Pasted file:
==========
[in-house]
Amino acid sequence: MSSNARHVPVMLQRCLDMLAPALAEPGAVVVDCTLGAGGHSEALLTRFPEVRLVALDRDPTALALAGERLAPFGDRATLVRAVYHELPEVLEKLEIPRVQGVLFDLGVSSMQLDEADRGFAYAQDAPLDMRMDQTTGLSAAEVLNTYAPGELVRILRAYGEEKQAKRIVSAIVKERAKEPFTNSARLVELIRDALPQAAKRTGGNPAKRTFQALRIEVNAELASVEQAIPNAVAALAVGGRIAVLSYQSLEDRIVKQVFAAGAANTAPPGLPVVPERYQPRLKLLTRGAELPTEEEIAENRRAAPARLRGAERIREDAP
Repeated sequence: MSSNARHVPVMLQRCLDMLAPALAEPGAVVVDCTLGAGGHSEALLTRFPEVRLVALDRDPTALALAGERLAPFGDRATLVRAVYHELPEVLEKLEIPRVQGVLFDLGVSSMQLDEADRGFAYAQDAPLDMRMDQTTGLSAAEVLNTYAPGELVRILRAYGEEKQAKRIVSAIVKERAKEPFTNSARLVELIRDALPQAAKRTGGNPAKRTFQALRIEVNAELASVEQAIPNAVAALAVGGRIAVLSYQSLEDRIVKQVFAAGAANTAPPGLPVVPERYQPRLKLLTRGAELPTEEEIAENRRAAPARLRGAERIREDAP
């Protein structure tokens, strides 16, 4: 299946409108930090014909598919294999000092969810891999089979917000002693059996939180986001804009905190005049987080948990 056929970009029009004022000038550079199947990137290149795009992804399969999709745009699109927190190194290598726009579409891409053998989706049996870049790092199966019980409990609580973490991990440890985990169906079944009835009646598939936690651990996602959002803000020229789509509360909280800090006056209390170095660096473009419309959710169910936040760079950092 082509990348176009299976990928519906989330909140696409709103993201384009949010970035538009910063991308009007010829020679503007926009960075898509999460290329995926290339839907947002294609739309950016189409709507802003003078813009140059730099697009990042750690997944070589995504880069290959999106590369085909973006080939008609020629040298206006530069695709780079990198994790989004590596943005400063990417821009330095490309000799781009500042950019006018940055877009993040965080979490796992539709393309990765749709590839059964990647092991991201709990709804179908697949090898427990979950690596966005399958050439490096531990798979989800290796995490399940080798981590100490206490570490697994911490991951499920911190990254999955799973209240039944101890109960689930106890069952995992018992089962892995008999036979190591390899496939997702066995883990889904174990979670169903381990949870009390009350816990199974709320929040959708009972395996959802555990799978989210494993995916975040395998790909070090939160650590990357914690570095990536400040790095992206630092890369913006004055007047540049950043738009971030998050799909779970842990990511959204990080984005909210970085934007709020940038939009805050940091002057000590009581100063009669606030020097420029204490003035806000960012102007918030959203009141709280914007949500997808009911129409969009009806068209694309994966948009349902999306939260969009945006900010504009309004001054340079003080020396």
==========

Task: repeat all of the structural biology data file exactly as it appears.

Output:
[in-house]
Amino acid sequence: MSSNARHVPVMLQRCLDMLAPALAEPGAVVVDCTLGAGGHSEALLTRFPEVRLVALDRDPTALALAGERLAPFGDRATLVRAVYHELPEVLEKLEIPRVQGVLFDLGVSSMQLDEADRGFAYAQDAPLDMRMDQTTGLSAAEVLNTYAPGELVRILRAYGEEKQAKRIVSAIVKERAKEPFTNSARLVELIRDALPQAAKRTGGNPAKRTFQALRIEVNAELASVEQAIPNAVAALAVGGRIAVLSYQSLEDRIVKQVFAAGAANTAPPGLPVVPERYQPRLKLLTRGAELPTEEEIAENRRAAPARLRGAERIREDAP
Repeated sequence: MSSNARHVPVMLQRCLDMLAPALAEPGAVVVDCTLGAGGHSEALLTRFPEVRLVALDRDPTALALAGERLAPFGDRATLVRAVYHELPEVLEKLEIPRVQGVLFDLGVSSMQLDEADRGFAYAQDAPLDMRMDQTTGLSAAEVLNTYAPGELVRILRAYGEEKQAKRIVSAIVKERAKEPFTNSARLVELIRDALPQAAKRTGGNPAKRTFQALRIEVNAELASVEQAIPNAVAALAVGGRIAVLSYQSLEDRIVKQVFAAGAANTAPPGLPVVPERYQPRLKLLTRGAELPTEEEIAENRRAAPARLRGAERIREDAP
């Protein structure tokens, strides 16, 4: 299946409108930090014909598919294999000092969810891999089979917000002693059996939180986001804009905190005049987080948990 056929970009029009004022000038550079199947990137290149795009992804399969999709745009699109927190190194290598726009579409891409053998989706049996870049790092199966019980409990609580973490991990440890985990169906079944009835009646598939936690651990996602959002803000020229789509509360909280800090006056209390170095660096473009419309959710169910936040760079950092 082509990348176009299976990928519906989330909140696409709103993201384009949010970035538009910063991308009007010829020679503007926009960075898509999460290329995926290339839907947002294609739309950016189409709507802003003078813009140059730099697009990042750690997944070589995504880069290959999106590369085909973006080939008609020629040298206006530069695709780079990198994790989004590596943005400063990417821009330095490309000799781009500042950019006018940055877009993040965080979490796992539709393309990765749709590839059964990647092991991201709990709804179908697949090898427990979950690596966005399958050439490096531990798979989800290796995490399940080798981590100490206490570490697994911490991951499920911190990254999955799973209240039944101890109960689930106890069952995992018992089962892995008999036979190591390899496939997702066995883990889904174990979670169903381990949870009390009350816990199974709320929040959708009972395996959802555990799978989210494993995916975040395998790909070090939160650590990357914690570095990536400040790095992206630092890369913006004055007047540049950043738009971030998050799909779970842990990511959204990080984005909210970085934007709020940038939009805050940091002057000590009581100063009669606030020097420029204490003035806000960012102007918030959203009141709280914007949500997808009911129409969009009806068209694309994966948009349902999306939260969009945006900010504009309004001054340079003080020396």